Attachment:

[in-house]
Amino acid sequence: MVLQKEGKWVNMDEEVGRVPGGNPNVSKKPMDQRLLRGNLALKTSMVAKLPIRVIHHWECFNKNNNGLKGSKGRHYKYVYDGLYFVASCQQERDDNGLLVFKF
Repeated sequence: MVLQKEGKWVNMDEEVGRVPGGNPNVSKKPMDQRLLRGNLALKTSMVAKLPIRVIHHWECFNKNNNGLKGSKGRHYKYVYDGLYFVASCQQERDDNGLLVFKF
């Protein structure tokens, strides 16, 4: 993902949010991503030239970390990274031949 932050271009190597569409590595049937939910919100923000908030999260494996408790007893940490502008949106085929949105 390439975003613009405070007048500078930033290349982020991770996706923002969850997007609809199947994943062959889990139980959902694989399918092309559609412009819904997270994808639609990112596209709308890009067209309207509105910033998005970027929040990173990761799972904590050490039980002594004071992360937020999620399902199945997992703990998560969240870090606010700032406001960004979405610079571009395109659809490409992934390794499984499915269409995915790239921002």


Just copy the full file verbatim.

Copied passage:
[in-house]
Amino acid sequence: MVLQKEGKWVNMDEEVGRVPGGNPNVSKKPMDQRLLRGNLALKTSMVAKLPIRVIHHWECFNKNNNGLKGSKGRHYKYVYDGLYFVASCQQERDDNGLLVFKF
Repeated sequence: MVLQKEGKWVNMDEEVGRVPGGNPNVSKKPMDQRLLRGNLALKTSMVAKLPIRVIHHWECFNKNNNGLKGSKGRHYKYVYDGLYFVASCQQERDDNGLLVFKF
């Protein structure tokens, strides 16, 4: 993902949010991503030239970390990274031949 932050271009190597569409590595049937939910919100923000908030999260494996408790007893940490502008949106085929949105 390439975003613009405070007048500078930033290349982020991770996706923002969850997007609809199947994943062959889990139980959902694989399918092309559609412009819904997270994808639609990112596209709308890009067209309207509105910033998005970027929040990173990761799972904590050490039980002594004071992360937020999620399902199945997992703990998560969240870090606010700032406001960004979405610079571009395109659809490409992934390794499984499915269409995915790239921002």